Having an accessory to wear, like a potty watch, might also encourage your little girl to use the potty. Be sure to have stickers, small toys, or other rewards to keep her excited.
Potty Training Travel Must-Haves
Traveling with a little one who is new to the potty can be challenging. You’ll need to consider what accessories you’ll want on hand for the trip. You’ll also need to decide if it’s worth continuing to train while you travel.
Here are some things to consider.
Will you be traveling long distances?
If you’ll be flying or driving for a long period of time, you’ll likely have to take more bathroom breaks than you’d like. For this reason, many parents choose to let their children wear disposable training pants when traveling. This prevents messy accidents in the seat and keeps you from having to stop every twenty minutes.
This doesn’t mean you can’t continue to potty train when you get to your destination. Just be realistic about your expectations.
If you have a busy schedule, bring them to the bathroom as much as you are able. Don’t stress if you miss bathroom opportunities. Once you are back home, you’ll be able to resume your normal toilet training routine.
Will my child be using public restrooms?
If your child is new to public restrooms, they might feel apprehensive at first. If this happens, don’t force it. You don’t want to lose progress and create fear.
If your child is fine with public restrooms, just bring along the necessary items so they feel comfortable. Toilet wipes, travel toilet inserts, and flushable wipes are all good items to have in a bag.
- Comes with 3 super absorbent, leak-proof and easy-to-use disposable liners
- Suitable for ages 15 months and up to 50lbs when used as a traveling potty
- Easily converts to a folding trainer seat. Contoured seat for your child’s comfort
- Non-slip, durable, and comfortable. Can be used on all toilet seats
What potty training tools should I have when I travel?
Having a toilet training travel bag along with other accessories is essential if you’ll continue potty training while traveling. Here are some items we have found helpful:
- Small potty chair for the car (The travel potties often have special bag inserts that can be removed and tied up after your child goes potty.)
- Pull-ups or training pants (If you have a long car trip, you’ll likely want to use these to prevent accidents and reduce the number of stops.)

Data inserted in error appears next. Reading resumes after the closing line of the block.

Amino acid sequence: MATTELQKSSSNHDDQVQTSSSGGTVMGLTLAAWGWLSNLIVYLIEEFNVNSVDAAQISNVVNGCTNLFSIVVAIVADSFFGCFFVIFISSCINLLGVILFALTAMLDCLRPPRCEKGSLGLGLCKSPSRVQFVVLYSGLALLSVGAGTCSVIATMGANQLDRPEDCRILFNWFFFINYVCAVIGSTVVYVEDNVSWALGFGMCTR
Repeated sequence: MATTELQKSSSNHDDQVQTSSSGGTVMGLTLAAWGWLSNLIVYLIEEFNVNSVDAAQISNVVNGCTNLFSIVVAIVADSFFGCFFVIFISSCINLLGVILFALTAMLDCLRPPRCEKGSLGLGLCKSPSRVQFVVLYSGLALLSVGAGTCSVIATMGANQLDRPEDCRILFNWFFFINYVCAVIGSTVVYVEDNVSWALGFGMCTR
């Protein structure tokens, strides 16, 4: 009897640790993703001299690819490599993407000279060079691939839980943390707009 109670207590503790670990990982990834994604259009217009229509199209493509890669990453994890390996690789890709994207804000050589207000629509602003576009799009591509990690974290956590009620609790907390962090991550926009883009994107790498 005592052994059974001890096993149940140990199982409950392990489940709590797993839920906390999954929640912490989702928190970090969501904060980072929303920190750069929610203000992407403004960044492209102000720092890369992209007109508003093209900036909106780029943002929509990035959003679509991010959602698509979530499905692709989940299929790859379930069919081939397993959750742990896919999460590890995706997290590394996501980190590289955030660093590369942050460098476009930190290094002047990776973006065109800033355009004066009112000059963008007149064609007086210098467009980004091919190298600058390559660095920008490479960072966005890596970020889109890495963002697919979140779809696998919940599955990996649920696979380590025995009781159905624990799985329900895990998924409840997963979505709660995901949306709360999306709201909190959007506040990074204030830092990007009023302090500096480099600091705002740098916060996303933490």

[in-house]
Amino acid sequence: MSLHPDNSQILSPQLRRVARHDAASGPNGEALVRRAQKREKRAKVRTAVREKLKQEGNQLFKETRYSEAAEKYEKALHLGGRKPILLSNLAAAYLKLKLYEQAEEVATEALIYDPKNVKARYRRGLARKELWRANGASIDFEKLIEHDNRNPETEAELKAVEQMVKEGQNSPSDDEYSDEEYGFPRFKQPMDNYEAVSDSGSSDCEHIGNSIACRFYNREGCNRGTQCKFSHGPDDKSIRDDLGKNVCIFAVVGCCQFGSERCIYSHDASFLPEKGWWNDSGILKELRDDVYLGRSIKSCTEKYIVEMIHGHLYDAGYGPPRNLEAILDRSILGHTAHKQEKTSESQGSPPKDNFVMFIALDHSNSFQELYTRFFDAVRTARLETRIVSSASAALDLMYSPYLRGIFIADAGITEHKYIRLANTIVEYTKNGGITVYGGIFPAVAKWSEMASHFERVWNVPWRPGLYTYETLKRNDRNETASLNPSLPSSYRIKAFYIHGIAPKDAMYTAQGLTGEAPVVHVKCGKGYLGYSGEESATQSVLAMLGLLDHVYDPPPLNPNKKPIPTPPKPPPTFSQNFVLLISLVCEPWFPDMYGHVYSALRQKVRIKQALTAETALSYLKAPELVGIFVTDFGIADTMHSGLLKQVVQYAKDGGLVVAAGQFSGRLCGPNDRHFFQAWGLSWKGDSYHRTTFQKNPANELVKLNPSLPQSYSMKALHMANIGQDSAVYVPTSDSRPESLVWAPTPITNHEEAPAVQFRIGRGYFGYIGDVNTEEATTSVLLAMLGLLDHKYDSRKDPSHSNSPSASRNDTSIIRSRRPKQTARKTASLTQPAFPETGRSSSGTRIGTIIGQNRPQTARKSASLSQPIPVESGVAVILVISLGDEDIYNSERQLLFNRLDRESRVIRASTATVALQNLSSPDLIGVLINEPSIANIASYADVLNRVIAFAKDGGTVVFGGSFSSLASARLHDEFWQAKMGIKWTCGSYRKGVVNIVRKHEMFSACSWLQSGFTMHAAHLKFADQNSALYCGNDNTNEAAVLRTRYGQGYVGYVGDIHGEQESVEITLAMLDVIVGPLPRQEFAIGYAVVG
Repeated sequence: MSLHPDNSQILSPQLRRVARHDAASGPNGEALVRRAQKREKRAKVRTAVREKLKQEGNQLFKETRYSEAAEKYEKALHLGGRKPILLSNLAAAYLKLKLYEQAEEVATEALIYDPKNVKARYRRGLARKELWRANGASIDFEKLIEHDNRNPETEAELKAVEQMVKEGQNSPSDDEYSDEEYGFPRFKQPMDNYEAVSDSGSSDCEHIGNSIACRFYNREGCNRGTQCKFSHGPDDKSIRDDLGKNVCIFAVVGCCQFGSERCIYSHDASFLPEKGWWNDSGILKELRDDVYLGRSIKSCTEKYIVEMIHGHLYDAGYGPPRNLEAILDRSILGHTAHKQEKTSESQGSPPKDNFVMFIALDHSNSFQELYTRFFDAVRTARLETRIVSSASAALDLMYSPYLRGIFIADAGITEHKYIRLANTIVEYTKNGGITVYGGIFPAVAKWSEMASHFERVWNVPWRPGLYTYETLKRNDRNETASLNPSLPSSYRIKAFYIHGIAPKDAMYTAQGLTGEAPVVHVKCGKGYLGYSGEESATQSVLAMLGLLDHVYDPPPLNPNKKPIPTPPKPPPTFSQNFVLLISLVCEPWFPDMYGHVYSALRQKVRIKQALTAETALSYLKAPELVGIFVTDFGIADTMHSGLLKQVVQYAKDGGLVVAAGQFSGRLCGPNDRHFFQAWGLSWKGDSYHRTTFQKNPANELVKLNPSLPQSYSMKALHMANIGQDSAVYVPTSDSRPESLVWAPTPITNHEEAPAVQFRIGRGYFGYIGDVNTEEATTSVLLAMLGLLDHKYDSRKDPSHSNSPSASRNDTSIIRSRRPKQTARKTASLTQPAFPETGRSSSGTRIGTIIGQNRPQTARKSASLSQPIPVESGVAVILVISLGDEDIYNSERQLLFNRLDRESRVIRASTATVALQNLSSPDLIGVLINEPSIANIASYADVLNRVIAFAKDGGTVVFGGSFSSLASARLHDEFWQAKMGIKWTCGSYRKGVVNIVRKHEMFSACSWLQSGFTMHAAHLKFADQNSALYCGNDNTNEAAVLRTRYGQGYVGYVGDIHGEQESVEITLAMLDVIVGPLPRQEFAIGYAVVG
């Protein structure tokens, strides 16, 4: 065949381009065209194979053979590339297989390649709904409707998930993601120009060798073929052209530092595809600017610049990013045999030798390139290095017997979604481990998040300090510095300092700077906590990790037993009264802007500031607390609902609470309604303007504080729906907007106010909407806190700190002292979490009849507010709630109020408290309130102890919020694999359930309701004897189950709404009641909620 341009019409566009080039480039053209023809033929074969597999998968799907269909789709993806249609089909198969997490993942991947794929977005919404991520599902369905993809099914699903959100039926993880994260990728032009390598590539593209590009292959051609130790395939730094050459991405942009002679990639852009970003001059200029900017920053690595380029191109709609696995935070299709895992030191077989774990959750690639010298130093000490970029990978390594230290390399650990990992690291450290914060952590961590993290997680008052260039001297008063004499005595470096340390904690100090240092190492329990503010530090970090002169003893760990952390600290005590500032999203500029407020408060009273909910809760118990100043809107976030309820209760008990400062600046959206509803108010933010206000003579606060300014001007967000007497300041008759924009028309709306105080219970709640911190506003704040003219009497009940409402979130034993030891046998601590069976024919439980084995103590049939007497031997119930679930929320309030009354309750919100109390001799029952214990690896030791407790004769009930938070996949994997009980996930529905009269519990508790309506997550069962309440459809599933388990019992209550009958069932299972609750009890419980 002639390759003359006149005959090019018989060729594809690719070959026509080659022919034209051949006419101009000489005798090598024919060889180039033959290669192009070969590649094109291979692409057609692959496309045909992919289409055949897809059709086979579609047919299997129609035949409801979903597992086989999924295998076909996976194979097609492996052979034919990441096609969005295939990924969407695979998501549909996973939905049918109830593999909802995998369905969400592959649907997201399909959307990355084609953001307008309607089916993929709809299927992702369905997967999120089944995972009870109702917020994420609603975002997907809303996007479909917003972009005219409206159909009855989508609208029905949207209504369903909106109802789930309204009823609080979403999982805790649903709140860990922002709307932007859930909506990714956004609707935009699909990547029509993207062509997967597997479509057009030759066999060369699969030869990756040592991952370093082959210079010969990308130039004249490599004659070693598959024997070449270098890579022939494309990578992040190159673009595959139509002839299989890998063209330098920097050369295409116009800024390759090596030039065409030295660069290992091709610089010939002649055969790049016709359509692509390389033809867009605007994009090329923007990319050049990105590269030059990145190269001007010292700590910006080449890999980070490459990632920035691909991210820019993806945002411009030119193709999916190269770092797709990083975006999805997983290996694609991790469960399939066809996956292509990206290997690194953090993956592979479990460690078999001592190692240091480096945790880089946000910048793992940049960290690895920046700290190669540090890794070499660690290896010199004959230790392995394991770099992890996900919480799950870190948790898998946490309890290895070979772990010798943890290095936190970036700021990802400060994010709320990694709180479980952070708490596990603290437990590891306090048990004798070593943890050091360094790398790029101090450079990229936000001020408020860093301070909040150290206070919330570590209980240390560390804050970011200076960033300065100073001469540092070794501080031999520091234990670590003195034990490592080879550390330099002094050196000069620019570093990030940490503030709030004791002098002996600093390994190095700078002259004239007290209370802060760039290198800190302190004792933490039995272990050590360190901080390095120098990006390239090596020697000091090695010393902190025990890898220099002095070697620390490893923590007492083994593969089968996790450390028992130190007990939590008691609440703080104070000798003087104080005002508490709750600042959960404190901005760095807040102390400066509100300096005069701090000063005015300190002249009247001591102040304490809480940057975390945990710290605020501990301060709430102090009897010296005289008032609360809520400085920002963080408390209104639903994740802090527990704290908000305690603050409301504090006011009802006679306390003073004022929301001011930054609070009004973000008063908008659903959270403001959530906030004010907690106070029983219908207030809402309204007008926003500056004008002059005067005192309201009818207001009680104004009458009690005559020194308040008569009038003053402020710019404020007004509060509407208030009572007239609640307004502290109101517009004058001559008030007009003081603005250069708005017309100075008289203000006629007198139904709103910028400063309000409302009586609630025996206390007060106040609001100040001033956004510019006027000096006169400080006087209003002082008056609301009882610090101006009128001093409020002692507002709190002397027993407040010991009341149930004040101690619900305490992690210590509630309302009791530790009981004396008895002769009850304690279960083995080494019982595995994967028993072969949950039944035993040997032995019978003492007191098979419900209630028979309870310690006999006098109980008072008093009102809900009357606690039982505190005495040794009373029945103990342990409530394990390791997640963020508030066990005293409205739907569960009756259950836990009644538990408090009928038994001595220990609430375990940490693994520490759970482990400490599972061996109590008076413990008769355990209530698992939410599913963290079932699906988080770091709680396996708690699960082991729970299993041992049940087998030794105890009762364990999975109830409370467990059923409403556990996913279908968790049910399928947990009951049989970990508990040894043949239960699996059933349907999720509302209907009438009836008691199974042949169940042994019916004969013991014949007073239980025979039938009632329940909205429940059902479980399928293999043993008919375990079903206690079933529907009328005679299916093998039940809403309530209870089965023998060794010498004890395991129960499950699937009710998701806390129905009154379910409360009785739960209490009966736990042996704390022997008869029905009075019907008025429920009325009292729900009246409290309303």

- Potty seat inserts for a traditional toilet (We recommend getting a folding travel toilet insert. These will easily fit in a diaper bag or small travel bag.)
- Flushable wipes and hand sanitizer
- Several pairs of clothes (You likely won’t be doing laundry. Have a few spare outfits in your diaper bag in case of an accident.)
Helpful Tools for Potty-Resistant Children
What do you do if your child refuses to use the potty? Or what if they develop a fear of using the big toilet?
Don’t force your child to use the potty. Doing so can increase the fear or resistance. Instead, focus on making toilet training a positive, fun experience.
Here are a few tips you can use to encourage your child to use the potty:
- Use rewards to encourage behaviors you want to be repeated. (You can even reward your child for just sitting on the potty if that’s a huge obstacle.)
- Don’t give consequences for accidents.
- Let your child pick out fun underwear.
- Provide plenty of fluids and fiber in their diet to prevent constipation.
- Read books about potty training and show examples of big kids who use the potty.
What potty training tools are helpful for children with special needs?
When potty training a child with special needs, it’s important to be patient. You’ll want to remember that this isn’t a race. Don’t worry about how long it takes.
Surround yourself with plenty of support from people who have done this before. They will likely have plenty of advice and will encourage you on the days you feel discouraged. You might even find specific online groups such as groups for autism and potty training.
Look for potty training items that will eliminate some of the frustrations your child might have. For example, a potty seat with handles might keep a child from feeling unsteady when climbing up. A small potty chair that doesn’t flush might eliminate the fear of a flushing sound in children with increased sensitivity to sounds.
Remember to reward and praise your child. Your positive attitude and patience will be key throughout the whole journey.